Three hitmen were arrested months after the actual murder took place. None of them was the mastermind. With the investigation still inconclusive, the Labour Party in Government continued to push a narrative that distanced the murder from widespread political corruption at the highest levels.  

Investigations continued and pointed at a mysterious company based in United Arab Emirates: 17 Black. The company appeared to be linked to an electoral promise, a power station built on a secret agreement that was only publicly leaked well after it went operational. Not only are the Maltese losing vast sums of money because of this agreement, but some €5,000 in daily kickbacks were tracked being deposited into 17 Black as a result of the agreement, making their way to the Panamanian companies linked to Mizzi and Schembri. Still, at this point, nothing happened. 

Fast forward to last November, when an Interpol investigation led to the arrest of a man for money-laundering related crimes. By chance, Interpol found messages on his phone with a very recognisable name: Daphne Caruana Galizia. But the man, Melvin Theuma, turned out to be just a middleman. Joseph Muscat promised Theuma immunity in exchange for information, and in the meantime the owner of 17 Black and the main suspect in the murder investigation, Yorgen Fenech, was later arrested while attempting to flee the country and is now on trial. While under arrest, he allegedly received a note from Keith Schembri ordering him not to drag Schembri into it. (He did.) 

Case closed? We are getting closer, but serious institutional shortcomings are continually posing problems in the process. The ignition of just under half a kilogram of trinitrotoluene that dark day exposed significant and far-reaching problems with the rule of law in Malta. Joseph Muscat’s prolonged and involved role in the investigation has endangered the integrity of the trial. His judgement has been everything but impartial because his personal friends and colleagues were involved. 

As of today, Keith Schembri is still allowed to go abroad. Police investigators were found to have serious conflicts of interest in the case, and in bad faith refused to step away. Silvio Valletta, the husband of an ex-cabinet minister, was filmed ‘fooling around’ in the Rolls Royce of the man he was supposed to be prosecuting. He was also on the board of the Financial Intelligence and Analysis Unit, a body infamous for the vast amounts of political pressure that rendered it ineffectual in successfully investigating political figures. Another investigator, Keith Arnaud, allegedly leaked information to Keith Schembri.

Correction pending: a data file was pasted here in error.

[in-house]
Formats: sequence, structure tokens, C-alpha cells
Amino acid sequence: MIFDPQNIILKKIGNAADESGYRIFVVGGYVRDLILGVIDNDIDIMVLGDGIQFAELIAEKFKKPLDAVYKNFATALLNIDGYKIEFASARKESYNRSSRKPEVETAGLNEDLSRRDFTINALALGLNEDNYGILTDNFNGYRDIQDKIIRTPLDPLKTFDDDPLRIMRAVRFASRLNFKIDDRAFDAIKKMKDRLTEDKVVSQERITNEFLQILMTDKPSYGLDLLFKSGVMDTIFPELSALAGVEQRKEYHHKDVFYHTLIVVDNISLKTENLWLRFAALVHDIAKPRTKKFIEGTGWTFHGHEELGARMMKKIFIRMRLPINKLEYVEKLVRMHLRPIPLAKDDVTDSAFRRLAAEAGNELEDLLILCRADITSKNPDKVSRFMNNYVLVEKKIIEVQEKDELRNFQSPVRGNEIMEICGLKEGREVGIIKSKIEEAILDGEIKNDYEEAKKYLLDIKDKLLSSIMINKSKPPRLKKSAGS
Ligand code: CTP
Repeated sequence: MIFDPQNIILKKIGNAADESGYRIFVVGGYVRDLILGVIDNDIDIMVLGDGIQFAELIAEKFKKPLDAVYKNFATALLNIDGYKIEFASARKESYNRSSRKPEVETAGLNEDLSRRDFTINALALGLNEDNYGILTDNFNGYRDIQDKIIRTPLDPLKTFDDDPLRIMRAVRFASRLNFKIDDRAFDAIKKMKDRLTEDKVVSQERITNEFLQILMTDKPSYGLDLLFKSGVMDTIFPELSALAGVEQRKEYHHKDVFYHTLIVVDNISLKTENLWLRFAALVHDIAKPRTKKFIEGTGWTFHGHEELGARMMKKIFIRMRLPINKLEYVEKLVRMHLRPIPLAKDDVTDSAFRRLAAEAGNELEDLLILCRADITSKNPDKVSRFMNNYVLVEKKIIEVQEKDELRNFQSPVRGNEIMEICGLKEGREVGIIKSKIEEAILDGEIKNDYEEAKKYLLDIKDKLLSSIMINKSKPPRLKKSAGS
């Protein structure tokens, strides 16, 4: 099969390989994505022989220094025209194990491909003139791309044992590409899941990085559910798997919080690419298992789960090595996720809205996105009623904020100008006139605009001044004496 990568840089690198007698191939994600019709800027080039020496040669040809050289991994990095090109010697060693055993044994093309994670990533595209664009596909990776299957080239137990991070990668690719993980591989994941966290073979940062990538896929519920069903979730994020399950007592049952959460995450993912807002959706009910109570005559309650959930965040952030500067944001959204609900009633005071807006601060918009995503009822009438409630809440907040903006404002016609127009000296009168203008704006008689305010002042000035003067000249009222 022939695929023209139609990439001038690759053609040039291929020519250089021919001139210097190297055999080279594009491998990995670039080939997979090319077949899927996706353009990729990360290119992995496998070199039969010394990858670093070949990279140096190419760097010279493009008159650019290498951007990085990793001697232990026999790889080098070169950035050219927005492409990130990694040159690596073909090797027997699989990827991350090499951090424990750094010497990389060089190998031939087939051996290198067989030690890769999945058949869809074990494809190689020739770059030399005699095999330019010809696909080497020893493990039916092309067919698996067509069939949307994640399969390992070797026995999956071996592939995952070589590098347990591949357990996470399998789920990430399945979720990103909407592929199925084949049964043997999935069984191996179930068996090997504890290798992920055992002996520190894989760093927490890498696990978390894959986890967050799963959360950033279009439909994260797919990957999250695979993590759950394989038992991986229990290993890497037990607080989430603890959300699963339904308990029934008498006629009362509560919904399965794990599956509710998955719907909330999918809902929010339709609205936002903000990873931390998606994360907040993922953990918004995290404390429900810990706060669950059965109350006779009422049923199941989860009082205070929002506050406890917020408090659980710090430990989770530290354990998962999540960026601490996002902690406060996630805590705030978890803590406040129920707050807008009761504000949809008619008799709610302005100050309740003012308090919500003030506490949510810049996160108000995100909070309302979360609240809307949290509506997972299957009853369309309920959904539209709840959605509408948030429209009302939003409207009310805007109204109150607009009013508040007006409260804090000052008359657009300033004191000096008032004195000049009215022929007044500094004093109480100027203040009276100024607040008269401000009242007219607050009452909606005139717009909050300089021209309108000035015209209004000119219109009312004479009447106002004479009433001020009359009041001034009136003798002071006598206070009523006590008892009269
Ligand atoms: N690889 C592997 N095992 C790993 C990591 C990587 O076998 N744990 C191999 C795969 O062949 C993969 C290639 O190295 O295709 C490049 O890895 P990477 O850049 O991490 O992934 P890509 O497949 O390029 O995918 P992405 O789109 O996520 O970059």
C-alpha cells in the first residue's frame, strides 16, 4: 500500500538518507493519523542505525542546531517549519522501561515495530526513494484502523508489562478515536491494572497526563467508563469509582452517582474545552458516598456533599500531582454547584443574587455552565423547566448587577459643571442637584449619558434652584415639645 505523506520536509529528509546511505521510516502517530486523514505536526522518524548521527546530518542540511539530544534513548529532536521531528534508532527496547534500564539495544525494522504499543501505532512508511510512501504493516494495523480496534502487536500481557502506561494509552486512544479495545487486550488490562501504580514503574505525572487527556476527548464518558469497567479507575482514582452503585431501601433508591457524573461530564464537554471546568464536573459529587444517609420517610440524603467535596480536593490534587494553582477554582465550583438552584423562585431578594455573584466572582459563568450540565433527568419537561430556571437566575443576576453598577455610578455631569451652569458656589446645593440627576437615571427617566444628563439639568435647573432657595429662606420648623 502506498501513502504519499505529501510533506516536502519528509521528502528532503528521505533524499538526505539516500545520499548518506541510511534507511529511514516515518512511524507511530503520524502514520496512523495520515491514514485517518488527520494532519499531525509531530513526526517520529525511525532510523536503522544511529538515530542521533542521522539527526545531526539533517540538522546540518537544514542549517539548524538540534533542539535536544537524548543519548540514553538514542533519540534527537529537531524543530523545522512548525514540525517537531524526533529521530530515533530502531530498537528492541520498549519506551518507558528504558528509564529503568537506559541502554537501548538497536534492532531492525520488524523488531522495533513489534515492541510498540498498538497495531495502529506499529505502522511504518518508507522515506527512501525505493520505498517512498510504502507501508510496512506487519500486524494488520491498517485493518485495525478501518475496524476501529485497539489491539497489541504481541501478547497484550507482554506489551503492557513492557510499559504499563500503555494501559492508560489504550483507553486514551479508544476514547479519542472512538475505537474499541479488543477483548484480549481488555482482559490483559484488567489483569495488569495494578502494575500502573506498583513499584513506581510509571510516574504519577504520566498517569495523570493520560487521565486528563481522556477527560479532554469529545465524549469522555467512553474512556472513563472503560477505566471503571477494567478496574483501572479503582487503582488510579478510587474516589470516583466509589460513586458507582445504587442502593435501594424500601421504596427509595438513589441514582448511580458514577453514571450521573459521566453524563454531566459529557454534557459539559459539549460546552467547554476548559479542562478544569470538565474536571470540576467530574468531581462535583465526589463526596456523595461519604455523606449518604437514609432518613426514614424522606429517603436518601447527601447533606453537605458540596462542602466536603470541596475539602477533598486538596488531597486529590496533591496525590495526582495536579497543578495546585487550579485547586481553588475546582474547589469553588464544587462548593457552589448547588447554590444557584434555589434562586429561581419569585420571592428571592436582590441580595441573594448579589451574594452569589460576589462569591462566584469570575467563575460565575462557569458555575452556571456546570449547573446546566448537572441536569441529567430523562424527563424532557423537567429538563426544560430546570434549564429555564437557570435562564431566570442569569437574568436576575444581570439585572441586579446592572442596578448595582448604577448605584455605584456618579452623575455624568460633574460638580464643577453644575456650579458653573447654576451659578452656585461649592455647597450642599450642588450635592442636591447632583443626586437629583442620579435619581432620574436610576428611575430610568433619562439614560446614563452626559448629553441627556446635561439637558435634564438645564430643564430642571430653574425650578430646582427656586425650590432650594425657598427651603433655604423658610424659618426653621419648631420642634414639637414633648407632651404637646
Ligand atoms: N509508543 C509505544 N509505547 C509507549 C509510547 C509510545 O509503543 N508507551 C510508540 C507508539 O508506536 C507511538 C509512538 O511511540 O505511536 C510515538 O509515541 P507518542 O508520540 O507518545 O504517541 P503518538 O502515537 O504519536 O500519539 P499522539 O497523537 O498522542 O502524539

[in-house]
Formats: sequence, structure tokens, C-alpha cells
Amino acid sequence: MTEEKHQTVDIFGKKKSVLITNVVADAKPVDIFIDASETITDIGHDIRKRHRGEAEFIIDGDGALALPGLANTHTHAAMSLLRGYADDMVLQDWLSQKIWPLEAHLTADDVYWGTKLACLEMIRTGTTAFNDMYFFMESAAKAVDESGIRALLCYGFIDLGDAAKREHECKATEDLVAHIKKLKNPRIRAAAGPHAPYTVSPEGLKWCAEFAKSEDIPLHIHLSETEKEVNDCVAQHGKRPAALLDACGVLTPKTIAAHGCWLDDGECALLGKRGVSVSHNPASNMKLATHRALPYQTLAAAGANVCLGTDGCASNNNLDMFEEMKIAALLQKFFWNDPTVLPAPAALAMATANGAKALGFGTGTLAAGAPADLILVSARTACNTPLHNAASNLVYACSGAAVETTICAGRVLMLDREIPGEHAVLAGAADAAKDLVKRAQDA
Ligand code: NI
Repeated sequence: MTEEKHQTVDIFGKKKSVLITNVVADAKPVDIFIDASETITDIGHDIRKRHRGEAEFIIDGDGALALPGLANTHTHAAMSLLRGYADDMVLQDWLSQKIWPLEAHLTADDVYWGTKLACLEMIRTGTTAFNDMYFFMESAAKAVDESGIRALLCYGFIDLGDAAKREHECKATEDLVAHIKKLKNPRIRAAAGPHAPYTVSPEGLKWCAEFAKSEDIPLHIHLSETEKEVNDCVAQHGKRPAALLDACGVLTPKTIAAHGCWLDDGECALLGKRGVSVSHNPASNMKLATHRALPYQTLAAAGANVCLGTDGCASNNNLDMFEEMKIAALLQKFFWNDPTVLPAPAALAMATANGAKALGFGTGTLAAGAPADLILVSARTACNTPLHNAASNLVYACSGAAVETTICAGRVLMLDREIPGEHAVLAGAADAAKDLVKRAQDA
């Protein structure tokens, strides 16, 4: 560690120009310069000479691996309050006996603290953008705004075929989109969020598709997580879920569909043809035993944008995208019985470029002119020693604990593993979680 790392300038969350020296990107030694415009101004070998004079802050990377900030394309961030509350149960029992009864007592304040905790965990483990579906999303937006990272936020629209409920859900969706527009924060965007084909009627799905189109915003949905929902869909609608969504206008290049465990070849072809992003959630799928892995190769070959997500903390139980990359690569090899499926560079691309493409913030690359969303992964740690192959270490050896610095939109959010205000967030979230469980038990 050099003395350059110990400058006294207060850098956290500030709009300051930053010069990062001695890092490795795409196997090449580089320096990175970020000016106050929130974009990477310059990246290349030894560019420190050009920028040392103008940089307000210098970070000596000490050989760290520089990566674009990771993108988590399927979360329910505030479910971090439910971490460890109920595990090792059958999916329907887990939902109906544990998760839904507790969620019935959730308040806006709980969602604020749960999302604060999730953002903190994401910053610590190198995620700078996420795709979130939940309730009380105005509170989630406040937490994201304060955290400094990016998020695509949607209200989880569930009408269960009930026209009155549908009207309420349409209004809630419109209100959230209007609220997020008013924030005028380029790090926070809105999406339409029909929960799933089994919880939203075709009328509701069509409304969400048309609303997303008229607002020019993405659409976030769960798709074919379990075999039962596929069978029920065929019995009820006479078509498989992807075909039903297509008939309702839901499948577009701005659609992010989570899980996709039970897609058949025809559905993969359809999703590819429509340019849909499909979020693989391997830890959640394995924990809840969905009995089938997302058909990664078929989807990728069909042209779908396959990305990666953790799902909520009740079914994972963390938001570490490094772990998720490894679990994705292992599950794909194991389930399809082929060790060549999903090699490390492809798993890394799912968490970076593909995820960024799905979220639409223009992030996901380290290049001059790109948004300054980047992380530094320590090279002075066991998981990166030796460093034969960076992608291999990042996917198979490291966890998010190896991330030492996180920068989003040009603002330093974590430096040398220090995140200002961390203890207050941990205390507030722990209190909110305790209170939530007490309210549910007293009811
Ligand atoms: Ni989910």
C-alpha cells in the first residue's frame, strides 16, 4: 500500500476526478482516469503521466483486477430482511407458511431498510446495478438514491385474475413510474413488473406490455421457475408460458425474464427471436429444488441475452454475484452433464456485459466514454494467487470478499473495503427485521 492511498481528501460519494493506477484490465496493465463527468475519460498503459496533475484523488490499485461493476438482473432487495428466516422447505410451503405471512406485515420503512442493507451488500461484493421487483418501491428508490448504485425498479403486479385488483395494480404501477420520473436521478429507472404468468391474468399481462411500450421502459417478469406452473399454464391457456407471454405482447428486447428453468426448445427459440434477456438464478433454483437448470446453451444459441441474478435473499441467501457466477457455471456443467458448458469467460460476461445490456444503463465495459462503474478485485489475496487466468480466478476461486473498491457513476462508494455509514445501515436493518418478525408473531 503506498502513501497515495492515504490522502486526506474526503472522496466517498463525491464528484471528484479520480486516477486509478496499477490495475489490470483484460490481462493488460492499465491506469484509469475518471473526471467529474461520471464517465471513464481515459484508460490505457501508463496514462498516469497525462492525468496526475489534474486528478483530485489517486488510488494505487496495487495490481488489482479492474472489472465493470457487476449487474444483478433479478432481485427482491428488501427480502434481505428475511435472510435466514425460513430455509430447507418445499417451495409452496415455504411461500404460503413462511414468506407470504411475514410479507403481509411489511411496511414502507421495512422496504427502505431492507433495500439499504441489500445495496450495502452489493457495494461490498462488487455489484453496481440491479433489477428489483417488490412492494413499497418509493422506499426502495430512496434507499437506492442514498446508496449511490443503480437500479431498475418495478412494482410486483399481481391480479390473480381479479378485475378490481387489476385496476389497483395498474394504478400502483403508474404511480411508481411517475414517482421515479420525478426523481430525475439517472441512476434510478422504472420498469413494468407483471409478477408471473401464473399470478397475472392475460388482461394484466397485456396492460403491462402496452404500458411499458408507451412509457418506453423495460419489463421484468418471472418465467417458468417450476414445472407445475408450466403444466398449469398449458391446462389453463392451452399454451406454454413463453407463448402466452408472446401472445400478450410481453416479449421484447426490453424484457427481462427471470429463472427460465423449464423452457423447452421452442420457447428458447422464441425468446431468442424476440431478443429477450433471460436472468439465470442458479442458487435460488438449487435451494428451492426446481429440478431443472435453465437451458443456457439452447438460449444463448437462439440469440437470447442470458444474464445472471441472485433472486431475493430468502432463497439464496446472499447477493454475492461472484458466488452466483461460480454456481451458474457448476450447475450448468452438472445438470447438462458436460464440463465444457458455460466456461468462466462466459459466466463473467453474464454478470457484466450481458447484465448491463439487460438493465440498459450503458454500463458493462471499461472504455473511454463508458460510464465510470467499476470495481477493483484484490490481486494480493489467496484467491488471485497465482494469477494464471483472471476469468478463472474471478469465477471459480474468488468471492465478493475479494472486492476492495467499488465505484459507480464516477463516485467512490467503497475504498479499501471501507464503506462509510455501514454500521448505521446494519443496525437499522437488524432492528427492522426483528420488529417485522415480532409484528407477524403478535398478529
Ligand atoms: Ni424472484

More details on institutional failure are emerging, even today. The Venice Commission, the legal advisory body of the Council of Europe that deals with constitutional design, was asked to give its opinion on the Maltese institutions. It found that one man wielded a disproportionate amount of power on too many institutions and constitutional positions that were meant to be independent; the Prime Minister was effectively a King. He appointed the police commissioner, the attorney general, and a range of constitutional bodies from the Electoral Commission, to the Malta Financial Services Authority, to the Public Service Commission, and more. Worryingly, he even appointed magistrates and promoted them to judges, a system that fails international standards. 

Changes need to be made. Still, many notable voices argue that radical constitutional change is not the way forward. Indeed, our Constitution, while not perfect, has stood tall for over half a century (with some turbulence), and only now has Malta had to weather such a crisis. And, yes, conflicts of interest have never been uncommon in a place characterised first and foremost by smallness, but what is happening now is something else. 

The Daphne Caruana Galizia case has important implications for the entire nation of Malta and its institutions. Giovanni Bonello, a Judge Emeritus of the European Court of Human Rights, is a respected voice who believes Malta’s Constitution was designed for gentlemen; problems break out in the hands of scoundrels. We will continue fighting tooth and nail to see that those scoundrels are brought to justice.